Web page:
Tajima’s Gion Festival by Joel Conway

Tajima’s Gion Festival by Joel Conway
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One of the floats with performances.

The Gion Festival. The Webster’s dictionary defines it as “undefined did you mean the goon festival?” But according to everyone who lives close by it’s a festival to celebrate old traditions, whilst dressing up as samurais in kabuki make-up, enjoying the occasional beer and squid on a stick and showing off their homes.

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Part of the parade.

The Gion festival actually closely resembles a parade rather than a festival, with several small, carved wooden floats being carried by many chanting, colorful locals down the street throughout the day. Which is nice but it carries on relatively late into the night and being right outside my apartment, I soon incorporated grunting men into my personal relaxation time – but not because I wanted to or anything…

Here everyone is happy to say hello and try and convince you to attempt some of the festival’s game stalls or eat varying food stuffs. From shooting down small toys with a cork gun, being offered a balloon from a man dressed as Jibanyan or simply enjoying different fried foods there’s plenty for the festival to offer.

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As easy as I make it look, I did not win the lighter.

Though the prices may be a little expensive, it’s nice to let your hair down and shoot the breeze, figuratively and literally – turns out I’m a terrible shot and couldn’t win a thing at the shooting game. But my drive to win that one Zippo lighter made me spend around ¥2000

 

One thing I did enjoy was buying a large plastic bottle (that has some sweet flashing lights) filled with freshly blended pineapple juice, then proceeding to find the closest alcohol stand and putting in some tequila – though apparently the locals believe a shot to be three times bigger than the norm here – which was a welcomed experience.

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The walkway toward the temple, lined with handmade lanterns.

Following the festival from one end to the other eventually leads you to the town’s shrine and temple. For the Gion festival, Tajima goes the extra mile and plants many lamps and lanterns, lighting the path down; really giving off a traditional mood for the short walk through the temple gates, even with my glowing bottle of booze and juice in hand. It really was a nice experience and coupled with the relaxed nature of everyone there it was a lot of fun.

Standing in front of the temple.
Standing in front of the temple.

Believe it or not, Tajima’s Gion Festival is actually one of the largest outside of Kyoto, so if you are a fan of seeing something that’s large, but definitely not the biggest you’ve seen, then come on down and see my…town’s festival. It’s not really worth it but you will enjoy it if you give it a chance…the festival I mean.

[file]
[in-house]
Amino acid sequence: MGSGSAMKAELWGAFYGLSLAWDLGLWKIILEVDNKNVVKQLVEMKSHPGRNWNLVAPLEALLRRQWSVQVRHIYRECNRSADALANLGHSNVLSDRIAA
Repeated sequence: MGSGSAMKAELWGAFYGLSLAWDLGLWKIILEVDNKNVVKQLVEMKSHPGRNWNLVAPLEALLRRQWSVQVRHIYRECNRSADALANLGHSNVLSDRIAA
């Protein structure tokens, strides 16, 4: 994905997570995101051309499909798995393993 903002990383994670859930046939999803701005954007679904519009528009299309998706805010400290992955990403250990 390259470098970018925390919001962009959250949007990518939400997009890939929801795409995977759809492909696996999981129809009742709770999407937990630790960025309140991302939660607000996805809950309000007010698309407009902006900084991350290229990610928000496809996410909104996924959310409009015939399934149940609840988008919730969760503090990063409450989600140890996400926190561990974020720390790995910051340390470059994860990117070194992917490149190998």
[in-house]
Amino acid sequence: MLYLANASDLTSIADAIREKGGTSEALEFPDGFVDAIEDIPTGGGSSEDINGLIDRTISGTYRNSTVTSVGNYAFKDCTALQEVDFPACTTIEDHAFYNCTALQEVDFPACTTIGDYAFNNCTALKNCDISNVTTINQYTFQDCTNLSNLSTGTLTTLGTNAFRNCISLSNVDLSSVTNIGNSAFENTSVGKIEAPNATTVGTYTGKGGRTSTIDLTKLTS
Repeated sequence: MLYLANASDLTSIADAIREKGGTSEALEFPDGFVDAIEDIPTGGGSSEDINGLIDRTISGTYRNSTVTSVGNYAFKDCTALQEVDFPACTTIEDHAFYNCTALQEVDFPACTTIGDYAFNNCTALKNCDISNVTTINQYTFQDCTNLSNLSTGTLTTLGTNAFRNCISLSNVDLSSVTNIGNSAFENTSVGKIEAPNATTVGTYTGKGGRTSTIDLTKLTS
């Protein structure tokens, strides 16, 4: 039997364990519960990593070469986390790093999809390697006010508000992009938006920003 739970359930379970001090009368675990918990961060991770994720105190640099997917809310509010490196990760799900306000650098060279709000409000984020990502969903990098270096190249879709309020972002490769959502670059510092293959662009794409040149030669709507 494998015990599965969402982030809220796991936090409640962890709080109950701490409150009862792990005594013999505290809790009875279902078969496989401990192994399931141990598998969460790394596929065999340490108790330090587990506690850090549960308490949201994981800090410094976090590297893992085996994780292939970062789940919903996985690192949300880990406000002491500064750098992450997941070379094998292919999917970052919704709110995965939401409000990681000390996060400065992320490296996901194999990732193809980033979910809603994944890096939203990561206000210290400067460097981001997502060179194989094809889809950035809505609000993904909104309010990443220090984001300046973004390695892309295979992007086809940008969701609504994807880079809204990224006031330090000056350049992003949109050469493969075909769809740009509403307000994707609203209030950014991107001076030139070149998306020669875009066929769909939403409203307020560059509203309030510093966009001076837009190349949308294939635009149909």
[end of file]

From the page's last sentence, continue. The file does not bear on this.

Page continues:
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You should visit the festival, if only to see the balloon man.

Spelunking in Fukushima’s Irimizu Cave

Spelunking in Fukushima’s Irimizu Cave

Sometimes I forget I have phobias. When I’m at the top of a roller coaster, I remember that I hate heights. When I am rummaging around in my pitch black garage, I suddenly recall the fact that I’m terrified of the dark, and I sprint back into the house with my heart pounding.

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A picture I pulled from this website. It is hard to tell if this man is posing or is stuck…

Now here I am wedged between two rocks, far below the ground when I remember how much I hate enclosed spaces. My ribcage scrapes across the rock until I can’t go any further, another outcropping rock pinched against my shoulder blade. And the crevice only gets narrower.

The guide peers back at me. “Go back and try again. Lead with your head and follow with your body,” He advises me in Japanese. Potentially getting my head stuck between two rocks with my arms pinned down at my sides did not sound appealing. I pondered whether to turn back, but my path of escape was blocked by my two friends. Instead, I suppressed the urge to panic and did as the guide instructed. I managed to slither through the rocks and tried not to think about how I would get back through the crevice.

This wasn’t what I expected when I went to Irimizu Cave at the recommendation of my friends. My experience with caves has been limited to metal walkways, high ceilings and clearly lit caverns. I suppose the required guide and flashlight should have been a hint.

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